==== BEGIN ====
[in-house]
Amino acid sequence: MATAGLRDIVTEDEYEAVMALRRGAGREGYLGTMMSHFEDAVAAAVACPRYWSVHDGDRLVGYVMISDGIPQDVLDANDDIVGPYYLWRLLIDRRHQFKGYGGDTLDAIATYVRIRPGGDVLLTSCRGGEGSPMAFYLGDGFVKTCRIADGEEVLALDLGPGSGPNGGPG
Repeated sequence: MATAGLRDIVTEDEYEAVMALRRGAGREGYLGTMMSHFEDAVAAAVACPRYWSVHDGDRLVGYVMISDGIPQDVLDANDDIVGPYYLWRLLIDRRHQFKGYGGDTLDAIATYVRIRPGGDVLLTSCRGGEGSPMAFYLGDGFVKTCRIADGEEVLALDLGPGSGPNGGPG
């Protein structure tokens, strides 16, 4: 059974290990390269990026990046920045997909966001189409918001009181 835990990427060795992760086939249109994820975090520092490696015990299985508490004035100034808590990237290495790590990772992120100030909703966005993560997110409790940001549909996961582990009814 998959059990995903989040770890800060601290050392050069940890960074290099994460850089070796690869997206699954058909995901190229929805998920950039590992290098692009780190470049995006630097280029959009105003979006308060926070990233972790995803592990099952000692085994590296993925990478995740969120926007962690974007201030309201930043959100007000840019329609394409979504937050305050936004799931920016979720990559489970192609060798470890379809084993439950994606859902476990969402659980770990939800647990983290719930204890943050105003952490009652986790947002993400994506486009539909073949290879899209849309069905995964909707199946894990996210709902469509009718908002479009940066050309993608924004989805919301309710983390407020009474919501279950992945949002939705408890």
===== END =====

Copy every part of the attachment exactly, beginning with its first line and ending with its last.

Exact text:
[in-house]
Amino acid sequence: MATAGLRDIVTEDEYEAVMALRRGAGREGYLGTMMSHFEDAVAAAVACPRYWSVHDGDRLVGYVMISDGIPQDVLDANDDIVGPYYLWRLLIDRRHQFKGYGGDTLDAIATYVRIRPGGDVLLTSCRGGEGSPMAFYLGDGFVKTCRIADGEEVLALDLGPGSGPNGGPG
Repeated sequence: MATAGLRDIVTEDEYEAVMALRRGAGREGYLGTMMSHFEDAVAAAVACPRYWSVHDGDRLVGYVMISDGIPQDVLDANDDIVGPYYLWRLLIDRRHQFKGYGGDTLDAIATYVRIRPGGDVLLTSCRGGEGSPMAFYLGDGFVKTCRIADGEEVLALDLGPGSGPNGGPG
């Protein structure tokens, strides 16, 4: 059974290990390269990026990046920045997909966001189409918001009181 835990990427060795992760086939249109994820975090520092490696015990299985508490004035100034808590990237290495790590990772992120100030909703966005993560997110409790940001549909996961582990009814 998959059990995903989040770890800060601290050392050069940890960074290099994460850089070796690869997206699954058909995901190229929805998920950039590992290098692009780190470049995006630097280029959009105003979006308060926070990233972790995803592990099952000692085994590296993925990478995740969120926007962690974007201030309201930043959100007000840019329609394409979504937050305050936004799931920016979720990559489970192609060798470890379809084993439950994606859902476990969402659980770990939800647990983290719930204890943050105003952490009652986790947002993400994506486009539909073949290879899209849309069905995964909707199946894990996210709902469509009718908002479009940066050309993608924004989805919301309710983390407020009474919501279950992945949002939705408890």